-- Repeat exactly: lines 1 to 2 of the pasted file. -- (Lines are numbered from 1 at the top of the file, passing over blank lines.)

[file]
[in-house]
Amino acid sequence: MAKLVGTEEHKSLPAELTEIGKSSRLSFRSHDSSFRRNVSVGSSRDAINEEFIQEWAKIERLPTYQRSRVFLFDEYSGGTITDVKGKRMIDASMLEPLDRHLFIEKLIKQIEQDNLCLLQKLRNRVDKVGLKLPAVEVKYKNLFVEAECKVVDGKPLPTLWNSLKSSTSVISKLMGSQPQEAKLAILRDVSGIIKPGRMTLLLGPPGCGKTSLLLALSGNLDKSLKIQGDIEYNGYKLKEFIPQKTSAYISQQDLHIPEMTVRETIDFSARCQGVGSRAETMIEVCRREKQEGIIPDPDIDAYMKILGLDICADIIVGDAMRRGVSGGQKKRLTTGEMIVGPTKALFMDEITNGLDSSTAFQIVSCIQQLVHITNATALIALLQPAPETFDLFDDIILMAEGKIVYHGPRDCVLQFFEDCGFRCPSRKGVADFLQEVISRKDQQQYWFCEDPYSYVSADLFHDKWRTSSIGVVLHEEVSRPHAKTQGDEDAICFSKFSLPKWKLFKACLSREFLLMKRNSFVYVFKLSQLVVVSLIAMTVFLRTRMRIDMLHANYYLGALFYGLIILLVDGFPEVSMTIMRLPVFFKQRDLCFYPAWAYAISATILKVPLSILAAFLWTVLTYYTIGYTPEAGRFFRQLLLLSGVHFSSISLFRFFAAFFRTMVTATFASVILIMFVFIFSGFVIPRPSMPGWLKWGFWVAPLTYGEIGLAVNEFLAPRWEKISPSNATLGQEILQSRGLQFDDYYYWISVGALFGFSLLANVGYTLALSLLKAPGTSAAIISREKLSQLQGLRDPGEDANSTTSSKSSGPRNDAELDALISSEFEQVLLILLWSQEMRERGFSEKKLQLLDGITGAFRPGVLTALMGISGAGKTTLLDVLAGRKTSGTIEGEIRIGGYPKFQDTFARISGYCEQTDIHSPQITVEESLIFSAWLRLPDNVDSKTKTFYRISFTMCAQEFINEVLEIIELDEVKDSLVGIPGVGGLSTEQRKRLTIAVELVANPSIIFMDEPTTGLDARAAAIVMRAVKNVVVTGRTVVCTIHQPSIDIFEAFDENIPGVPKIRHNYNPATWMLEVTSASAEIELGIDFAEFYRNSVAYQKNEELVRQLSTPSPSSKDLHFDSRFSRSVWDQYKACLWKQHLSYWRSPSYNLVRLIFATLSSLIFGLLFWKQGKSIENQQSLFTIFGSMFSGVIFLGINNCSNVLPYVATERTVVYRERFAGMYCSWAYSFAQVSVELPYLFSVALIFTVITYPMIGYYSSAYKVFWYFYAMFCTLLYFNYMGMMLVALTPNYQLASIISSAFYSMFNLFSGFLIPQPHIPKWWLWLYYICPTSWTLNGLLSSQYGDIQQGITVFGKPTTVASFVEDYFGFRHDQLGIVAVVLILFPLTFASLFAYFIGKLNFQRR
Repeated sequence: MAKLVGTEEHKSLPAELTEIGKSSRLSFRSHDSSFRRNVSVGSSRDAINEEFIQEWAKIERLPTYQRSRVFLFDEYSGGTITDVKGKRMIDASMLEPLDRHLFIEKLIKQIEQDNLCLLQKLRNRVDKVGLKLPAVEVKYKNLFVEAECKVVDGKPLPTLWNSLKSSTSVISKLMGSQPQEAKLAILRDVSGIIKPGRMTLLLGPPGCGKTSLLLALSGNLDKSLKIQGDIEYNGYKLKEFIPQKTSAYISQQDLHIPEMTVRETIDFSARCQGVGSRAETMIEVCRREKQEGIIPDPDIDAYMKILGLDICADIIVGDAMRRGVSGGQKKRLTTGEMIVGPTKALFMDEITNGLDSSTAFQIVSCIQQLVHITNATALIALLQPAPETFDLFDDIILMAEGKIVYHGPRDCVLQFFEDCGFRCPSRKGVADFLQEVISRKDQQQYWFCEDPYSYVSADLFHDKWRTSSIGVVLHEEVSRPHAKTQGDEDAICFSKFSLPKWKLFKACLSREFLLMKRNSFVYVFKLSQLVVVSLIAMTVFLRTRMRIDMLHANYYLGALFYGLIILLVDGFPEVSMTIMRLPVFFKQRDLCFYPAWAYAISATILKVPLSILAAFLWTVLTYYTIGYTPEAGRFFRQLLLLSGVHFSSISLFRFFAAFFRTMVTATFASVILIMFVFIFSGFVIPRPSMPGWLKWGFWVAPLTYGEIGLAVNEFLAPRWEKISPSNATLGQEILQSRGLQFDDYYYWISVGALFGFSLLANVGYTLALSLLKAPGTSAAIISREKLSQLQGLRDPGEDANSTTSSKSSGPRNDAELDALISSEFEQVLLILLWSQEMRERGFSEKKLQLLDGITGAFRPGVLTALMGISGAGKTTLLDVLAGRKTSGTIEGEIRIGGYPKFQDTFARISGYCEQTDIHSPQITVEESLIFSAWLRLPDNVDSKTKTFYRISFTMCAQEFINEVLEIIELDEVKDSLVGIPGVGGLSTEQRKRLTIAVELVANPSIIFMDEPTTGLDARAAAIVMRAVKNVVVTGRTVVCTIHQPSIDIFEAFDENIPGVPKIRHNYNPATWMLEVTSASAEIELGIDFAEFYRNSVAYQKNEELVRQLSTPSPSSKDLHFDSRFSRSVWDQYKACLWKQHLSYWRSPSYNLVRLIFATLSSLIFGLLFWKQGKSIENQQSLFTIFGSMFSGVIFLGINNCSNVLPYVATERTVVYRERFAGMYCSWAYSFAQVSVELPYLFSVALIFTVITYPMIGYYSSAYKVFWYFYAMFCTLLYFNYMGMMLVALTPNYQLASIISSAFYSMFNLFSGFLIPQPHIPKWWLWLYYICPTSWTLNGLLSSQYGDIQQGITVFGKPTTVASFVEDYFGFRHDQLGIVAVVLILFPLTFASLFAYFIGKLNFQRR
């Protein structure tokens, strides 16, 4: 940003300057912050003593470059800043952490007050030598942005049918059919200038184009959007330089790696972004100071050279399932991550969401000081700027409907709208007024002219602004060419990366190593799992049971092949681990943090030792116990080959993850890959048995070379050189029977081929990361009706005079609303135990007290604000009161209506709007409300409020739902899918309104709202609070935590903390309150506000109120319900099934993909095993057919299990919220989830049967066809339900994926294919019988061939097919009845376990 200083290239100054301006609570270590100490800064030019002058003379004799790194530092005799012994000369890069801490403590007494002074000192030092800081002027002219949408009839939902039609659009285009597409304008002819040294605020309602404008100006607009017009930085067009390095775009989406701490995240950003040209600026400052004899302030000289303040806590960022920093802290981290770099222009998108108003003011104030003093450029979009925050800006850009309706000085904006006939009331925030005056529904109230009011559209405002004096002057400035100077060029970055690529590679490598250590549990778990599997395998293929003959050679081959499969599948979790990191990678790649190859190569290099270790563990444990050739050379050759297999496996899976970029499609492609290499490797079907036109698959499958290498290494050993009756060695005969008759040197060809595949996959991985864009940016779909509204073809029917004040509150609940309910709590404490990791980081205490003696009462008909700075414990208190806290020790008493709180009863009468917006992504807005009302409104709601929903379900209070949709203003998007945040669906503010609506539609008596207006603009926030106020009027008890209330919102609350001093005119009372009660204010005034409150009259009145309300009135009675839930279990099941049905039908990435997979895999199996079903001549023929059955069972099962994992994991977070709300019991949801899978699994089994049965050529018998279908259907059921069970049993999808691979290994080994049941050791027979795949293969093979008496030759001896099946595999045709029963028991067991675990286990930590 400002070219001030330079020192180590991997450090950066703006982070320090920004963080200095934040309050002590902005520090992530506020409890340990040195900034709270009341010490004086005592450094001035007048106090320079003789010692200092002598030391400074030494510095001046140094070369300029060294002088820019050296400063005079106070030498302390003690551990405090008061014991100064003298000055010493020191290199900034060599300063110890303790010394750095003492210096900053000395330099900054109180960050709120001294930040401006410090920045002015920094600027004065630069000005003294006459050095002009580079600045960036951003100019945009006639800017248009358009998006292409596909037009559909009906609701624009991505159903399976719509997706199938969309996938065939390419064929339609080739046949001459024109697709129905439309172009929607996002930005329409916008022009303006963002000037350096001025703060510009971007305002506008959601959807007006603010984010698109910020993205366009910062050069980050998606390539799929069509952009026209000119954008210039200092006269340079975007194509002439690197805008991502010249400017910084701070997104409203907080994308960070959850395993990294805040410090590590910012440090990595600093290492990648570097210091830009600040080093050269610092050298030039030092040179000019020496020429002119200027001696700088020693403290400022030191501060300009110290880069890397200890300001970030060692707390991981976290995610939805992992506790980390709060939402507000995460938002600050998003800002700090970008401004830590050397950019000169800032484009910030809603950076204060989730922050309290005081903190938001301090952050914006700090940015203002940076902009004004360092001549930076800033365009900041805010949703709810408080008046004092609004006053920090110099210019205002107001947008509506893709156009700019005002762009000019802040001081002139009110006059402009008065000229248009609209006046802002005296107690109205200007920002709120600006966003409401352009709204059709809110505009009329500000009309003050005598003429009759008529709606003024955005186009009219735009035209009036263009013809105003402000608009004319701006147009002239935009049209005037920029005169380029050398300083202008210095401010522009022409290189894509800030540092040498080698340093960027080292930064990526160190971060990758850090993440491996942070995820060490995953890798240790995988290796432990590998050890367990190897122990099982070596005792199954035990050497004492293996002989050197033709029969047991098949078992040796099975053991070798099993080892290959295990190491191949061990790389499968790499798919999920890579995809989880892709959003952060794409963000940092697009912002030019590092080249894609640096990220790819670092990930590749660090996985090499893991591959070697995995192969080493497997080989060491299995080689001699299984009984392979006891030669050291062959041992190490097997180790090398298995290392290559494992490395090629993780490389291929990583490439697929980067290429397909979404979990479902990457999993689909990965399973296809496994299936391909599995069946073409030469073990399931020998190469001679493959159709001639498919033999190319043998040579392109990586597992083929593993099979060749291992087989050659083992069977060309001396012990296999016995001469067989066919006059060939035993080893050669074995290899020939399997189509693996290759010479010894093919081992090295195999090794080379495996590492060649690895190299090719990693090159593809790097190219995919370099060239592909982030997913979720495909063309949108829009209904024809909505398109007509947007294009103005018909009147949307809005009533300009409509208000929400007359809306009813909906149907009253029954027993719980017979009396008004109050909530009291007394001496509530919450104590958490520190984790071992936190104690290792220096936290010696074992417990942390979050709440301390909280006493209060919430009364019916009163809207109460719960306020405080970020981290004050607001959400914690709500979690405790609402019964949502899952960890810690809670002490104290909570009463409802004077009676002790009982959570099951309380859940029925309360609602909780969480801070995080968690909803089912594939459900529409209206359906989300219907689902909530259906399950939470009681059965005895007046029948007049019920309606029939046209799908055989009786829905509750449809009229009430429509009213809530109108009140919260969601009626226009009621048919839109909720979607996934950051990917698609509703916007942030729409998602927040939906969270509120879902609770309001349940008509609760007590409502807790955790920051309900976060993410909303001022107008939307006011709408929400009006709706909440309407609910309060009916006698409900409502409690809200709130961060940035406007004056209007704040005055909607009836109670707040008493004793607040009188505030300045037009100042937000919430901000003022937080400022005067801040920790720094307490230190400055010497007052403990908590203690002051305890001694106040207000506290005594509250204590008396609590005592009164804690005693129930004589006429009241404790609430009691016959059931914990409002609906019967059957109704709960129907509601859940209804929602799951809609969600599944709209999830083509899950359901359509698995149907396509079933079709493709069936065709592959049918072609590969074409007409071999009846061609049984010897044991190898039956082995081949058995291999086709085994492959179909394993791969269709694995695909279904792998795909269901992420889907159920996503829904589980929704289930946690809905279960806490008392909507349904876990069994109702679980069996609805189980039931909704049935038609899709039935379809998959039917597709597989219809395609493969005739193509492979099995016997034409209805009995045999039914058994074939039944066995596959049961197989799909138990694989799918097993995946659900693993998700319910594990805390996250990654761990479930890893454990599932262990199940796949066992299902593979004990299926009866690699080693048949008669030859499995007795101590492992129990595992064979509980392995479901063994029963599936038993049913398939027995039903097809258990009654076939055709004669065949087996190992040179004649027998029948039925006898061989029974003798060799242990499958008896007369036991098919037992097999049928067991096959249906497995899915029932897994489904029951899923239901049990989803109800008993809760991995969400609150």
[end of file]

[in-house]
Amino acid sequence: MAKLVGTEEHKSLPAELTEIGKSSRLSFRSHDSSFRRNVSVGSSRDAINEEFIQEWAKIERLPTYQRSRVFLFDEYSGGTITDVKGKRMIDASMLEPLDRHLFIEKLIKQIEQDNLCLLQKLRNRVDKVGLKLPAVEVKYKNLFVEAECKVVDGKPLPTLWNSLKSSTSVISKLMGSQPQEAKLAILRDVSGIIKPGRMTLLLGPPGCGKTSLLLALSGNLDKSLKIQGDIEYNGYKLKEFIPQKTSAYISQQDLHIPEMTVRETIDFSARCQGVGSRAETMIEVCRREKQEGIIPDPDIDAYMKILGLDICADIIVGDAMRRGVSGGQKKRLTTGEMIVGPTKALFMDEITNGLDSSTAFQIVSCIQQLVHITNATALIALLQPAPETFDLFDDIILMAEGKIVYHGPRDCVLQFFEDCGFRCPSRKGVADFLQEVISRKDQQQYWFCEDPYSYVSADLFHDKWRTSSIGVVLHEEVSRPHAKTQGDEDAICFSKFSLPKWKLFKACLSREFLLMKRNSFVYVFKLSQLVVVSLIAMTVFLRTRMRIDMLHANYYLGALFYGLIILLVDGFPEVSMTIMRLPVFFKQRDLCFYPAWAYAISATILKVPLSILAAFLWTVLTYYTIGYTPEAGRFFRQLLLLSGVHFSSISLFRFFAAFFRTMVTATFASVILIMFVFIFSGFVIPRPSMPGWLKWGFWVAPLTYGEIGLAVNEFLAPRWEKISPSNATLGQEILQSRGLQFDDYYYWISVGALFGFSLLANVGYTLALSLLKAPGTSAAIISREKLSQLQGLRDPGEDANSTTSSKSSGPRNDAELDALISSEFEQVLLILLWSQEMRERGFSEKKLQLLDGITGAFRPGVLTALMGISGAGKTTLLDVLAGRKTSGTIEGEIRIGGYPKFQDTFARISGYCEQTDIHSPQITVEESLIFSAWLRLPDNVDSKTKTFYRISFTMCAQEFINEVLEIIELDEVKDSLVGIPGVGGLSTEQRKRLTIAVELVANPSIIFMDEPTTGLDARAAAIVMRAVKNVVVTGRTVVCTIHQPSIDIFEAFDENIPGVPKIRHNYNPATWMLEVTSASAEIELGIDFAEFYRNSVAYQKNEELVRQLSTPSPSSKDLHFDSRFSRSVWDQYKACLWKQHLSYWRSPSYNLVRLIFATLSSLIFGLLFWKQGKSIENQQSLFTIFGSMFSGVIFLGINNCSNVLPYVATERTVVYRERFAGMYCSWAYSFAQVSVELPYLFSVALIFTVITYPMIGYYSSAYKVFWYFYAMFCTLLYFNYMGMMLVALTPNYQLASIISSAFYSMFNLFSGFLIPQPHIPKWWLWLYYICPTSWTLNGLLSSQYGDIQQGITVFGKPTTVASFVEDYFGFRHDQLGIVAVVLILFPLTFASLFAYFIGKLNFQRR